Next phase of Center for Humanities to begin in Edwardsville
EDWARDSVILLE — The next phase of the Mannie Jackson Center for the Humanities complex is set to begin with renovation of the neighboring Kraft building, which will become a base for STEM learning.
The building at 1310 N. Main St. in downtown Edwardsville will offer programming that targets young leaders in underserved areas of Madison County through an initiative called “STEM Meets Humanities.”
The Jackson center has tackled social issues with a variety of instructional programs in schools that teach children to problem-solve using traditional humanities disciplines such as history, literature and philosophy, combined with the traditional STEM disciplines of science, technology, engineering and math.
In the new initiative, social problems will be addressed through engaging activities such as the creation of sustainable food sources through urban gardening, fun games to teach children core mathematics for everyday problem solving, the use of robotics to address issues such as loneliness among the elder population, and much more.
“This initiative is the second phase of our mission,” said Mannie Jackson, founder and president of the Mannie Jackson Center for the Humanities Foundation, a native of Edwardsville and former owner of the Harlem Globetrotters. “In 2015-16, the Mannie Jackson Center for the Humanities headquarters opened and we have engaged more than 5,000 people since.”
In November, “STEM Meets Humanities” will open in the historic building adjacent to the MJCH. Hands-on activities and curriculum will be used to find critical solutions to fundamental social and human problems such as educational inequities, negative discourse, poverty, energy and water needs, using the center’s core principles – respect, dignity, understanding and forgiveness.
“Our young leaders will have an opportunity to find solutions to problems and social conditions through experimentation, communication and teamwork,” Jackson said. “If we instill these core values in our young leaders while also teaching them marketable STEM skills, they will enter the workforce as capable and compassionate professionals.”
“The MJCHF is pleased to enter into a partnership with Lewis and Clark Community College, the SIUE College of Arts and Sciences and its IRIS Center for Digital Humanities, the SIUE STEM Center, the Madison County Regional Office of Education, Madison County Community Development and local schools districts to develop such a dynamic and innovative STEM hub for Madison County youth,” MJCHF Executive Director Dr. Ed Hightower said.
“We anticipate building renovations to begin in July 2017 and to be completed in November 2017. The only changes to the exterior structure will be some tuck pointing, but the historical integrity of the Kraft building will not be disturbed. The goal is to remodel the interior to meet the programmatic needs for STEM programming,” he said in a release.
Dr. Sharon Locke, director of the SIUE STEM Center, will coordinate activities involving the “STEM Meets Humanities” initiative, and has targeted the Brooklyn, Madison, Lovejoy and Alton school districts for the pilot year of programming. Funding will be provided by grants and donorship.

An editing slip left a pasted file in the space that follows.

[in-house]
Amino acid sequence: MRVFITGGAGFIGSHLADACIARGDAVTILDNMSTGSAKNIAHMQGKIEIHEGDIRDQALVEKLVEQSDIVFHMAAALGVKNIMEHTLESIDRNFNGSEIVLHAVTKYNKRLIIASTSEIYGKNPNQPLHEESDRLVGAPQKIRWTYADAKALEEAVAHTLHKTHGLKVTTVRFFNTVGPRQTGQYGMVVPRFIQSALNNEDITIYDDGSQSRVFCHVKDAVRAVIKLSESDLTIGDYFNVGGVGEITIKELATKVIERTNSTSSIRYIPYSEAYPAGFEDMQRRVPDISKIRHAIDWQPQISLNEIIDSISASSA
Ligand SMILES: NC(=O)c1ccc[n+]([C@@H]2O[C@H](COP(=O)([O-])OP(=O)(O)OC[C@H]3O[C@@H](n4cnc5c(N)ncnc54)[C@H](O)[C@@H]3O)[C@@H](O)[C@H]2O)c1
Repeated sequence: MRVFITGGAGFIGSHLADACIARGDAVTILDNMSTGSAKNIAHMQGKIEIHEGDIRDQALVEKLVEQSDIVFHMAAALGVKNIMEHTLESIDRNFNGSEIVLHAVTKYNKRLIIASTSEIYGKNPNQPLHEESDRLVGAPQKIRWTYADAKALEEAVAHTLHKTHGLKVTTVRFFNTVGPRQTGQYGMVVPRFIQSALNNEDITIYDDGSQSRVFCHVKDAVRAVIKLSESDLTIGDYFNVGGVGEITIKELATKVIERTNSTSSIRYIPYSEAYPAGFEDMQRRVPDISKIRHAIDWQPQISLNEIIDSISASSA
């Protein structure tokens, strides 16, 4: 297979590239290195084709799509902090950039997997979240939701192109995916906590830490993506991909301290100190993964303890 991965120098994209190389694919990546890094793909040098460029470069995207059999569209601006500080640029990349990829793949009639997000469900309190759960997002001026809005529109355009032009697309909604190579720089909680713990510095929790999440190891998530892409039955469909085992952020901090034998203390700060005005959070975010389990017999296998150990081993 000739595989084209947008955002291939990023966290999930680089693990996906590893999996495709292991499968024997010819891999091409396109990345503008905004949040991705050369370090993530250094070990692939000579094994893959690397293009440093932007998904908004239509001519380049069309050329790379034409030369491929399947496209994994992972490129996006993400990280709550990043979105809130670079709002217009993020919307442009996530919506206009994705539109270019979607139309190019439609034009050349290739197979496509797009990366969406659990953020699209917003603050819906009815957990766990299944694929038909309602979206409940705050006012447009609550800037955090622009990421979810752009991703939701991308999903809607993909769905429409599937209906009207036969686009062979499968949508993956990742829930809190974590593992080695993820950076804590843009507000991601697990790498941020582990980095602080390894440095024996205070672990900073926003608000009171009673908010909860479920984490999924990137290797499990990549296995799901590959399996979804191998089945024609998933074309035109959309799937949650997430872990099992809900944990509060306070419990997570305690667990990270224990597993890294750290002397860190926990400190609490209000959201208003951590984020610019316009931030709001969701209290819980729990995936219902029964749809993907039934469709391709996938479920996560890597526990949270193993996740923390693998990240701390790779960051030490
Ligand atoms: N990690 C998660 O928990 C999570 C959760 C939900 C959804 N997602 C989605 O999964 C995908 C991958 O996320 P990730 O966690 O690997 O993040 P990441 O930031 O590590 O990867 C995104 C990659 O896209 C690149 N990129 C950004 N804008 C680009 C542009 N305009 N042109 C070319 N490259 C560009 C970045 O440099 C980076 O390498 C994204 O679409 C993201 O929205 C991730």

“Ultimately, we want to remove barriers that hinder those in underserved groups from realizing their aspirations and full potential,” Locke said. “They need the opportunity and confidence to succeed more than ever. If we guide them toward STEM careers and teach them the ultimate life-skill of compassion, they will learn that they can achieve anything. In 2018, our goal is to expand this initiative to other schools throughout Madison County.”
The digital components of “STEM Meets Humanities” programming will include targeting seventh- through ninth-grade children from Madison County student learning areas and teaching them to build and create content for websites, podcasts, documentaries and digital maps. In addition, 90 elementary-age students will take part in Math Games, a spinoff of a pilot program started by Dr. Greg Budzban, dean of Arts & Sciences at SIUE. The pilot program included a group of Alton grade school students who competed in a national Math Games competition and won first prize in the nation. Older students in high school and college will be incorporated into the programming as near-peer mentors.
“This is an exciting opportunity for our public school students throughout Madison County,” said Regional Superintendent Dr. Robert Daiber. “This type of learning is a fundamental component of being a human in the digital world and we should feel fortunate that the MJCHF, Lewis and Clark and SIUE were able to bring it to Madison County.”
“Lewis and Clark’s research initiative, beginning Fall 2017 with support from the Mannie Jackson Center for the Humanities Foundation and University of Illinois Foundation, will provide critically important indicators using humanities and cultural mapping techniques that will help inform the MJCH STEM Meets Humanities initiative,” said LCCC President Dr. Dale Chapman, who is also on the MJCHF Board. “It is important that the research inform policy and education.”
PHOTO: Partners in the STEM Meets Humanities Initiative stand in front of the new STEM Center. From left: Dr. Robert Daiber, Madison County regional superintendent of schools; Dr. Ed Hightower, executive director of the Mannie Jackson Center for Humanities Foundation; Dr. Jessica DeSpain, co-director of SIUE’s IRIS Center; Dr. Jill Lane of Lewis and Clark Community College; Andrew Reinking, assistant regional superintendent of schools for Madison County; Dr. Greg Budzban, dean, College of Arts and Sciences at SIUE and Dr. Sharon Locke, director of the SIUE Center for STEM Research, Education & Outreach.